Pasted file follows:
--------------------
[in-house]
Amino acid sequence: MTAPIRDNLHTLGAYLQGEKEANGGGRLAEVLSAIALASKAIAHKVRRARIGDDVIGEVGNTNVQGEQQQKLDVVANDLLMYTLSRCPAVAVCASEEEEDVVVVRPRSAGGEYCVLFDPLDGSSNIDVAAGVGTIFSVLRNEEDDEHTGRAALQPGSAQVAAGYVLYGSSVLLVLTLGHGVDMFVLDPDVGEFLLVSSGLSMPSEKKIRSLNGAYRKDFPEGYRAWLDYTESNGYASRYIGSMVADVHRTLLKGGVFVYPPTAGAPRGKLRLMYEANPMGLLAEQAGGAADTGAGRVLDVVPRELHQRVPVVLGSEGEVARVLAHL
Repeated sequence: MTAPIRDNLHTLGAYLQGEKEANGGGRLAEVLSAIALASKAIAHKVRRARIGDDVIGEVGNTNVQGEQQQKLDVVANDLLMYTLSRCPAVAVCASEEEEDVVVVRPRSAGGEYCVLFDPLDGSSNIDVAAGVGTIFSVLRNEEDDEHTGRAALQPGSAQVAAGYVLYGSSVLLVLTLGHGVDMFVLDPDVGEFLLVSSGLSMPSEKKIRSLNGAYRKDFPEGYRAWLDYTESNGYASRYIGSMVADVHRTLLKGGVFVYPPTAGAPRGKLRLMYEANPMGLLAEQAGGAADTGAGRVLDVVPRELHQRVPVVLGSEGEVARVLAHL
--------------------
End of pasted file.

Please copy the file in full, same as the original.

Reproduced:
[in-house]
Amino acid sequence: MTAPIRDNLHTLGAYLQGEKEANGGGRLAEVLSAIALASKAIAHKVRRARIGDDVIGEVGNTNVQGEQQQKLDVVANDLLMYTLSRCPAVAVCASEEEEDVVVVRPRSAGGEYCVLFDPLDGSSNIDVAAGVGTIFSVLRNEEDDEHTGRAALQPGSAQVAAGYVLYGSSVLLVLTLGHGVDMFVLDPDVGEFLLVSSGLSMPSEKKIRSLNGAYRKDFPEGYRAWLDYTESNGYASRYIGSMVADVHRTLLKGGVFVYPPTAGAPRGKLRLMYEANPMGLLAEQAGGAADTGAGRVLDVVPRELHQRVPVVLGSEGEVARVLAHL
Repeated sequence: MTAPIRDNLHTLGAYLQGEKEANGGGRLAEVLSAIALASKAIAHKVRRARIGDDVIGEVGNTNVQGEQQQKLDVVANDLLMYTLSRCPAVAVCASEEEEDVVVVRPRSAGGEYCVLFDPLDGSSNIDVAAGVGTIFSVLRNEEDDEHTGRAALQPGSAQVAAGYVLYGSSVLLVLTLGHGVDMFVLDPDVGEFLLVSSGLSMPSEKKIRSLNGAYRKDFPEGYRAWLDYTESNGYASRYIGSMVADVHRTLLKGGVFVYPPTAGAPRGKLRLMYEANPMGLLAEQAGGAADTGAGRVLDVVPRELHQRVPVVLGSEGEVARVLAHL